Date of Award

Spring 5-1-2014

Degree Type


Degree Name

Master of Science in Education (MSEd)


Education and Human Development

First Advisor

Frank Rossi


According to the National Clearinghouse for English Language Acquisition [NCELA] (2013), English Language Learners (ELL) are the fastest-growing student population in schools across the United States. Between the years of 1989-2006, the ELL population more than doubled from just over 2,000,000 to over 5,000,000 (NCELA, 2008). The NCELA as cited by Oliveira (2011), reports that “more than 10% of the K-12 student population across the United States is comprised of ELLs, which accounts for over five million students in our schools (p. 59). This rapid increase in ELL students in the nation’s schools has greatly affected classroom teachers. While districts have English as a Second Language (ESL) teachers who are trained and certified in teaching ELLs, many classroom teachers have very limited coursework and/or professional development to equip them to effectively teach their grade-level content to limited English proficient students. It is clear that there is a drastic discrepancy between ELLs’ achievement and proficiency in English language arts (ELA) and math as compared to the total student population throughout the state of New York. This researcher focused specifically on two school districts surrounding Syracuse, New York: Liverpool and Oswego school districts. In order to identify the amount of coursework and/or professional development of elementary classroom teachers regarding ELLs and the potential gaps, eighteen elementary classroom teachers and two English as a second language (ESL) teachers answered a 12-question survey. The survey was sent only to elementary school teachers in buildings within those two districts, Oswego City School District and Liverpool Central School District, as identified by the New York State Education Department as schools with “limited English proficient” students (, 2013). Through the current research and this thesis project, the researcher will create a professional development workshop where elementary school teachers will learn the necessary background knowledge on second language acquisition and effective teaching strategies for ELLs, as supported by the teacher responses from the survey.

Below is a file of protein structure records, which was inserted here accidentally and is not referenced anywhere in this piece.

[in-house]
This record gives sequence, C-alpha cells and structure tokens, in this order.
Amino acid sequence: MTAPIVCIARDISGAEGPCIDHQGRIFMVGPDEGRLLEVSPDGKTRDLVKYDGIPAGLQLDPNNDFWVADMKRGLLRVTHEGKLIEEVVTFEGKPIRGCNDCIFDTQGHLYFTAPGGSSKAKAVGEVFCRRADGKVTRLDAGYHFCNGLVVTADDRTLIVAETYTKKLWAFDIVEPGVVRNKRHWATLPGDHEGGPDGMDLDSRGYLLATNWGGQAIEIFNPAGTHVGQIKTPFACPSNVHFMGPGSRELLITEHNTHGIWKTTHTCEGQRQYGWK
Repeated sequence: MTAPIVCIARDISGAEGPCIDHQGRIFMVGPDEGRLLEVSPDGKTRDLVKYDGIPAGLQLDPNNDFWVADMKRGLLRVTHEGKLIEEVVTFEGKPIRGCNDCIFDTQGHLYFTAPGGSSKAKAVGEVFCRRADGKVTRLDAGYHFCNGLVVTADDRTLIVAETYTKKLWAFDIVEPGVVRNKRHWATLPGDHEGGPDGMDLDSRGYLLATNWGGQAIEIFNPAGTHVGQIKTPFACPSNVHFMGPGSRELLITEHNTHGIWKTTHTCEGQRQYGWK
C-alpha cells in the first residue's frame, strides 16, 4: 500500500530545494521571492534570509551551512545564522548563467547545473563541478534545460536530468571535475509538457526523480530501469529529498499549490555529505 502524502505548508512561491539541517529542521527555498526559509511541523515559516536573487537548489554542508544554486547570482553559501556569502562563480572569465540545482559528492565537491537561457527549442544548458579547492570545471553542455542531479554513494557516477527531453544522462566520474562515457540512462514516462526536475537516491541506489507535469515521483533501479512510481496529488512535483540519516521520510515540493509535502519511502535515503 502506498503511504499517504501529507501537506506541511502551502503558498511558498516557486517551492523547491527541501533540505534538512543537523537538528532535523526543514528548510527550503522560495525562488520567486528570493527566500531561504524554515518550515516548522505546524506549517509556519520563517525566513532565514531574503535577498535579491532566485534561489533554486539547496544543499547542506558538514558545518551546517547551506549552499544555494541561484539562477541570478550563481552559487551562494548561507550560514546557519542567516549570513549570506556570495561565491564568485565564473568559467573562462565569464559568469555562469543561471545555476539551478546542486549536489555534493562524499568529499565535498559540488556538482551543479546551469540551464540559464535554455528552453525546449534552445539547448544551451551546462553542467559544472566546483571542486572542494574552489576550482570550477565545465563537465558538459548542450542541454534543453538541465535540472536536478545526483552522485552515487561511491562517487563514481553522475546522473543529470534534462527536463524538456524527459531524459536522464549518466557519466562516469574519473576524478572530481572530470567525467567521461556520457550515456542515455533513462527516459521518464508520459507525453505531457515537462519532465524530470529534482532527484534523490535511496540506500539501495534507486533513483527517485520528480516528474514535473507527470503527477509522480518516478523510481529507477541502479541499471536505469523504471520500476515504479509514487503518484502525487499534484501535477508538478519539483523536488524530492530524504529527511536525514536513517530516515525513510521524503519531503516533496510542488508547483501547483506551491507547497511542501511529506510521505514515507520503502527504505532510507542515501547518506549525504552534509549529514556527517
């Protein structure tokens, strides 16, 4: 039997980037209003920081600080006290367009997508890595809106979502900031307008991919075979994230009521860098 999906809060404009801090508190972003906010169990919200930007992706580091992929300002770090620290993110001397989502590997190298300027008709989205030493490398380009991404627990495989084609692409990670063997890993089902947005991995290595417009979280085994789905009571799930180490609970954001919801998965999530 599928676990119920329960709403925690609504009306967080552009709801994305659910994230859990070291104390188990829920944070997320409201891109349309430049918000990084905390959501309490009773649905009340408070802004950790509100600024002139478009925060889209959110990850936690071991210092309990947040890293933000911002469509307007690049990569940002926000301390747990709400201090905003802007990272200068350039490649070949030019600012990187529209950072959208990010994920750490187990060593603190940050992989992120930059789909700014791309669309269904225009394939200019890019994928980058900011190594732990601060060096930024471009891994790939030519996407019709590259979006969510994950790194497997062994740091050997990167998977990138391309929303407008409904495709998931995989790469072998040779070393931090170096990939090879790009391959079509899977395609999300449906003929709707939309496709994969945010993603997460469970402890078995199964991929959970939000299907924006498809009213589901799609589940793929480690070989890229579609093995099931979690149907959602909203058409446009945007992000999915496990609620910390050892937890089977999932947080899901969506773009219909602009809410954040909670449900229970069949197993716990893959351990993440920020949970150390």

Educating English Language Learners.pptx (1332 kB)
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